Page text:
Softball Fly Ball Obstacles

fly ball obstacles

Infielders and outfielders are just as likely to run into softball fly ball obstacles during a game or even during a practice. Often players will forget to consider the environmental components of the game that can give them trouble.  The sun for example is one that is an obvious one, however wind, rain and field conditions can also distract the fielder from catching a fly ball successfully.

Softball Fly Ball Obstacles

Fly Ball In The Sun:

Depending on which way the fielders are facing, the sun can have a blinding effect on the ball.  If fielders do not use techniques to sway the outcome in their favor, the outcome can end up being an error or even injury.  I have seen a player get hit by the ball and need stitches near her eye because she lost it close to her face.  She was ok but it created a fear of the ball that would not have otherwise been there.  Not all players are able to use all of the tools but there should be at least one that they can draw on.

Use Sunglasses

Some players can wear sunglasses during a game without them being a distraction or effecting their vision.  There are also sunglasses that you can flip up and down so that they can be used only when fielding a ball, and having them up the rest of the time.  This can be a good thing and it could also be a distraction.  Sunglasses can be a good tool however it is not recommended when the sun is not visible.  If it is cloudy, sunglasses can make it harder to see the ball and be more of a hindrance.

If a fielder is going to wear sunglasses, it is recommended that they have a strap on them or that they are tight enough so they will not fall off or move around on the head during the execution.

Use The Glove

The easiest way to shield the eyes from the sun while catching a fly ball is to use the glove.  The fielder holds the glove above her head so that she can see the ball either above or below the glove.  It is important for the fielder to keep the glove away from her sight-line on path of the ball because it then blocks the ball and it takes time to regain focus before catching it.  Some will also use their throwing hand but this will not provide the same amount of coverage or shade.

Use The Angle

With the sun in the fielders eyes, one way to get a better view is to turn the body on a slight angle so that she is not looking directly into the sun.  This way the ball will not get lost and the fielder will not get blinded as she watches the ball into the glove.  The disadvantage of this technique is that the fielder will likely not be in an ideal position for a throw because she will not be square to the ball.  This makes the second hand critical for the most important part of this which is of course keeping the ball in the glove.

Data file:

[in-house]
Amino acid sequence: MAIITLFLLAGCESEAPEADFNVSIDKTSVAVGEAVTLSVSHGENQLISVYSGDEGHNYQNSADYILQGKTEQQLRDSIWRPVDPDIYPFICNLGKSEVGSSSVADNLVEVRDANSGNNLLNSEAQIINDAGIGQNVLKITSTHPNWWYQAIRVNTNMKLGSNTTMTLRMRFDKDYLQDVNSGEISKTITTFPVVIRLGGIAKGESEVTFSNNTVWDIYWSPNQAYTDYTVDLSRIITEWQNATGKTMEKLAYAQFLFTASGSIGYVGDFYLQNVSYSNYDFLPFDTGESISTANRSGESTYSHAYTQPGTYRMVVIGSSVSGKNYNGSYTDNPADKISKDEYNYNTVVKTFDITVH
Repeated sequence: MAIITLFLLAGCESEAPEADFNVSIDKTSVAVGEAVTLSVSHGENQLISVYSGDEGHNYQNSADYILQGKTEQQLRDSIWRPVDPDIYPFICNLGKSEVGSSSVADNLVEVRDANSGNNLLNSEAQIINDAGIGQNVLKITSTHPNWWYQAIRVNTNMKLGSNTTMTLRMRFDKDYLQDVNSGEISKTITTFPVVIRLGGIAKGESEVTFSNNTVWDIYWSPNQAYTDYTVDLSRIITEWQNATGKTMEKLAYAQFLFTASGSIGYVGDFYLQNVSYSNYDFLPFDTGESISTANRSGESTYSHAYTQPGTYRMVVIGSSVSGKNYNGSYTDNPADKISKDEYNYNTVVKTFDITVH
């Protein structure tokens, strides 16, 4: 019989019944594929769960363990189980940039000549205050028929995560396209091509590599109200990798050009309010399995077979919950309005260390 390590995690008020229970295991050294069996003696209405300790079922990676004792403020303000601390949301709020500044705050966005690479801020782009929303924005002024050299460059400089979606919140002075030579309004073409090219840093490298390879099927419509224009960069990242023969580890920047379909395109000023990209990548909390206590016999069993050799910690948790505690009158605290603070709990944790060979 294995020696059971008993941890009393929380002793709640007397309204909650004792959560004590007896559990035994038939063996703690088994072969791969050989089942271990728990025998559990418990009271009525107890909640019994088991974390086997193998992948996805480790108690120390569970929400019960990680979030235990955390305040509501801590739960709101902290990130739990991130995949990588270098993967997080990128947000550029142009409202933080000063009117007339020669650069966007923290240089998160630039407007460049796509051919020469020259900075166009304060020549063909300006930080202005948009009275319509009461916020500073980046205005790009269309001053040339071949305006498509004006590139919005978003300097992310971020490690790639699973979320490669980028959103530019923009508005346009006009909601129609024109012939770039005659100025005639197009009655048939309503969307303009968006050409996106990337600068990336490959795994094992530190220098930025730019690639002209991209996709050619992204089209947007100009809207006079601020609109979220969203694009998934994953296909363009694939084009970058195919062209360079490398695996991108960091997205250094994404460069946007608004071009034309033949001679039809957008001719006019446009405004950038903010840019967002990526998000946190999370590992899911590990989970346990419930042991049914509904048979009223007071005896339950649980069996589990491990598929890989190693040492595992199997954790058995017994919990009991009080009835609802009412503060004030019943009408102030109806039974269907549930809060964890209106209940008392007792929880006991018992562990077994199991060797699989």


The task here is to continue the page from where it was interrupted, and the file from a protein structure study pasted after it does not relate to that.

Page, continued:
If there are two fielders who have equal positioning to catch a fly ball, the first rule would be the order of priority.  However if it is a sunny day and one fielder is more likely to be effected by the sun, the one who is least effected should catch the ball.  Even if she is not in a good throwing position, this is still the better option because it is better to catch the ball than have it land in front of the fielder because she got blinded.  This can be determined prior to going out on the field for the inning as the sun may change during the game.

Field Lighting

The first time playing under the lights will be a bit distracting.  It can have the same effect as the sun so can be treated similar.  The good thing about playing under the lights as opposed to playing in the sun is that the light is not going to move.  This makes it easier for the player to prepare and to move into the best position to catch the ball.  Sunglasses would not be an option for obvious reasons.  The players should go out on the field specifically to toss the ball up or have someone toss them fly balls to see just how they are going to be effected and how they can prepare.


Strong wind can drastically affect the velocity and direction of a ball hit into the air.  Fielders should, therefore, always be aware of wind speed and direction.  A handful of grass clippings or dust or a ball thrown high into the air will provide this information.  The player must then incorporate this knowledge and use it to estimate the balls flight pattern.  Periodic checks must be made throughout the game, as wind conditions can change.


When fielding a fly ball or pop up close to the fence, the player should move to the fence quickly, checking the position of the fence by reaching out and touching it to get a good sense of where it is.  If there is time, this can be done first then check for the flight of the ball or with experience, the fielder can keep their eye on the ball as they check the fence.

Field Conditions:

Nothing is worse than going for a fly ball and tripping in a rut or hole that was in the field.  It is important for fielders to know the field conditions.  Take a stroll around the position area to see how smooth the surface is, or if it is soft sand that will effect the grip of the cleats in moving to a fly ball.  For infielders, check to see what kind of lift there might be between the dirt on the infield and the grass on the outfield.  Most times there is a noticeable change in the ground level that can cause problems for middle infielders moving back for a fly ball.

Before games and practices, outfielders should walk around the playing area and look for anything that can distract them or have a negative effect.  Is there a warning track or any uneven ground that could slow down the movement.  How wide is the foul territory and where is the fence if there is one?